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How many tech jobs might Obama help create? Maybe none, maybe 300k

His choices will determine industry winners and losers

December 11, 2008 12:00 PM ET

Computerworld - WASHINGTON -- If all goes as planned, President-elect Barack Obama will sign a massive federal stimulus bill shortly after taking office next month. A major goal of the plan is to create at least 2.5 million jobs, but it's a number that's looking smaller as time goes by.

The U.S. Department of Labor said on Thursday that initial claims for state unemployment benefits rose to 573,000 last week. Unemployment is rising, and not just because of weak sales in the nation's consumer-based economy -- offshore outsourcing may be accelerating as companies seek to cut costs.

But how many tech jobs might be saved or created by a federal stimulus package? Obama has already released a broad outline of a plan that calls for heavy tech investments in schools, health care, broadband networks and energy. But the details of those sketched-out plans could determine which tech industries fare well and which ones don't.

If the Obama administration favors WiMax over wires as a way to connect and improve IT in schools, for instance, the need for tech workers to do the job may slacken, said Rob Enderle, an independent IT consultant in San Jose.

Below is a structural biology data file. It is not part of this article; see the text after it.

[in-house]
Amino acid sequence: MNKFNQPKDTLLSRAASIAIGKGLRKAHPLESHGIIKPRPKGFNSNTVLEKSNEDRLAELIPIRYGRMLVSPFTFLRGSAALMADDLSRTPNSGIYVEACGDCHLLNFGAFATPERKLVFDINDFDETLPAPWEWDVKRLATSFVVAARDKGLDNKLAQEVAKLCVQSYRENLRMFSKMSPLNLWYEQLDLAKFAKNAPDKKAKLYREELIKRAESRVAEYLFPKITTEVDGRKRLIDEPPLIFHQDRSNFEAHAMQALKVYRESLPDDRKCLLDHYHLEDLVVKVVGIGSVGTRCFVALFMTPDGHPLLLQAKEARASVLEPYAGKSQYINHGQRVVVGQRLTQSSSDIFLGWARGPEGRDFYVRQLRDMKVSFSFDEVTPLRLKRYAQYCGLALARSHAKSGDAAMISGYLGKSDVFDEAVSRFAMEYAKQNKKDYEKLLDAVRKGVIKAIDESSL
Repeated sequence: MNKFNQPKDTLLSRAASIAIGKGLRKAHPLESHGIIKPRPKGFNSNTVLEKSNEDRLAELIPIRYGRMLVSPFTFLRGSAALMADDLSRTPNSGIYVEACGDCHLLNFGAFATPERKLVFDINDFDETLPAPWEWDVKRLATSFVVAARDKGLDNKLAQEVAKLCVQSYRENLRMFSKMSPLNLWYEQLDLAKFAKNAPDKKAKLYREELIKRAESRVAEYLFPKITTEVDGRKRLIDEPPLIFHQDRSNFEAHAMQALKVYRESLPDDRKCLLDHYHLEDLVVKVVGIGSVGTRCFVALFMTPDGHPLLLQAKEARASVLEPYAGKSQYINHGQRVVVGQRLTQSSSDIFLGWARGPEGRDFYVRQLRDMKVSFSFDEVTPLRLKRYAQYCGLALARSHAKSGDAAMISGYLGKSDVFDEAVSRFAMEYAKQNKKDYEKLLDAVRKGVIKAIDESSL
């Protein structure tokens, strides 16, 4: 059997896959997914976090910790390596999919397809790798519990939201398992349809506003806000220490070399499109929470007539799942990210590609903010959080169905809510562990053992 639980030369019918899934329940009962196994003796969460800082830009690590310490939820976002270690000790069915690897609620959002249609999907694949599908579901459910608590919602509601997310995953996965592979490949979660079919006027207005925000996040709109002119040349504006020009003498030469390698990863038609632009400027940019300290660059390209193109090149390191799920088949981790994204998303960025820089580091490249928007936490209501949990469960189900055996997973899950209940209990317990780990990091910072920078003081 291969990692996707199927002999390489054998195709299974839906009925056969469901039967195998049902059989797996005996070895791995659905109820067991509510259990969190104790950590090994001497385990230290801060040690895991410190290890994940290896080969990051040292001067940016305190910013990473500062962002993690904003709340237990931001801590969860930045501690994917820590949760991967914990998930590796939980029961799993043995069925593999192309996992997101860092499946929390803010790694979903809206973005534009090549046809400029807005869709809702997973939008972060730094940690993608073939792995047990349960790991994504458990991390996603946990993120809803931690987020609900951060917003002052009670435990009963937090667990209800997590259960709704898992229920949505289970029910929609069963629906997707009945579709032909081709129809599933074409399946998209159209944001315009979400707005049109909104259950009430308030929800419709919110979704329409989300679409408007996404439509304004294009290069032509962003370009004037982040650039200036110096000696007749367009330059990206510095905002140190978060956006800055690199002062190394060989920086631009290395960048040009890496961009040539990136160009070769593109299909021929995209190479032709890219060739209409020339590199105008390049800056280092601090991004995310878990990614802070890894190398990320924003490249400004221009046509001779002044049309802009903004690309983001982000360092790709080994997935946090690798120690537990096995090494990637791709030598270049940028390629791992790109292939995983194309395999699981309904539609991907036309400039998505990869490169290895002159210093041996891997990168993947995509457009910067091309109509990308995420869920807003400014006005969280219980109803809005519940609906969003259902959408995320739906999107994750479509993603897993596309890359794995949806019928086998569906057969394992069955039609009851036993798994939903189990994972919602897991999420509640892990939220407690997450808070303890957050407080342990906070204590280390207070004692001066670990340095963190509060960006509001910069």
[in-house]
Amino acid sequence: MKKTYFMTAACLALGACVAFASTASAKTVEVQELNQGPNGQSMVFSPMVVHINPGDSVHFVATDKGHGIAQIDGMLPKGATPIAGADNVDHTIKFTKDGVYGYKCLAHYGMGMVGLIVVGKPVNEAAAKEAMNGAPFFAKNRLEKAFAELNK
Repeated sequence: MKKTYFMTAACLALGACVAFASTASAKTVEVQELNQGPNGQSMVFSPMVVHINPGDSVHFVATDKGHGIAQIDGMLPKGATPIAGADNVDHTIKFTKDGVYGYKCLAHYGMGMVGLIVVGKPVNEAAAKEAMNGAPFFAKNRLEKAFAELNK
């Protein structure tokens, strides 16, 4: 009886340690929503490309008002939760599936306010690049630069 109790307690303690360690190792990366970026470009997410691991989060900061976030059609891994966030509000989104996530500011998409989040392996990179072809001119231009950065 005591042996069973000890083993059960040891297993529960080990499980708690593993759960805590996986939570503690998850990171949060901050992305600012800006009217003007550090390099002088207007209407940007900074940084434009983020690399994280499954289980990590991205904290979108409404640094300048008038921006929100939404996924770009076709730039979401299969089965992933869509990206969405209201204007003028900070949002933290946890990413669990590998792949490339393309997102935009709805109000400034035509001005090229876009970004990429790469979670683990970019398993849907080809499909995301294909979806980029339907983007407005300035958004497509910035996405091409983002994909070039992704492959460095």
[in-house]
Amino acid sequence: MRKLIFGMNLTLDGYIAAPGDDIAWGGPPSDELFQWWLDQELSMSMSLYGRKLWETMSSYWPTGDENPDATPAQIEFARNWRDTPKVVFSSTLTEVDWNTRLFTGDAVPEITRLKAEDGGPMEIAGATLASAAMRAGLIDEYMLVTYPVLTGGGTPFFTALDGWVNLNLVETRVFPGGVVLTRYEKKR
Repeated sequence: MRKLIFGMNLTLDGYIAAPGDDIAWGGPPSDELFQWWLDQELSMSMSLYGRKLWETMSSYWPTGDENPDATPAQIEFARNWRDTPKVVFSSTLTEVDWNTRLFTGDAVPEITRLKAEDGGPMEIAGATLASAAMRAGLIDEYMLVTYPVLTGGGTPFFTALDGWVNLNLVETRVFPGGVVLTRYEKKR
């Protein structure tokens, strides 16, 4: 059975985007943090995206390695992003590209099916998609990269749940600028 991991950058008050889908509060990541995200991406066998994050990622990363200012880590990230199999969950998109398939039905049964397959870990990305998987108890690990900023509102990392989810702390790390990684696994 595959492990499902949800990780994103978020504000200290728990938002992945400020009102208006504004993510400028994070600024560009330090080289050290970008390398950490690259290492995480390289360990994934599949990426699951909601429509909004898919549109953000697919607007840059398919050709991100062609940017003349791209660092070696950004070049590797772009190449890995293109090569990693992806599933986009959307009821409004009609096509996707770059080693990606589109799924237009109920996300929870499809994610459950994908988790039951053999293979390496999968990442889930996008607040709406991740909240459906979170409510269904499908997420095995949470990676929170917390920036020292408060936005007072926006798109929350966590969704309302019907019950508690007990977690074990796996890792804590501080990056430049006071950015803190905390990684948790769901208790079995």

Enderle pointed to AT&T Inc.'s recently announced layoff of 12,000 people, which is affecting many of its land-line workers. "If part of your goal is to employ more people, maybe you don't use WiMax because you actually want people out there pulling cable," he said. Less money spent on tech projects could mean more money for road building; that's why Enderle estimates that of the 2.5 million jobs Obama envisions, just 50,000 to 200,000 would go to tech workers.

Estimates about the size of the nation's high-tech workforce vary. One group, the National Association of Computer Consultant Businesses in Alexandria, Va., this week put it at about 3.87 million and said tech employment is now declining. That's out of a total labor force of about 154 million U.S. workers.

Katherine McGuire, vice president of government relations at the Business Software Alliance, said if Obama's "pro-tech agenda" is pushed forward in its entirety, the nation could see a 10% gain in tech jobs. That would represent an increase of about 300,000 high-paying IT jobs.

McGuire noted that IT isn't the lone driver for high-skills jobs. Obama "is right to seek incentives for innovation and growth across the entire economy, which in turn will spur more growth in the IT sector."

Mark Barnekow, executive vice president of mergers and acquisition at iTrade Network Inc., which provides software-as-a-service business apps for the food industry, estimated that between 50,000 and 100,000 tech jobs could be saved or created. He bases those figures on expected tax credits to small business; a loosening of credit; rewards for companies that employ American workers; science, research and broadband investments; clean technology efforts; and retraining for workers.

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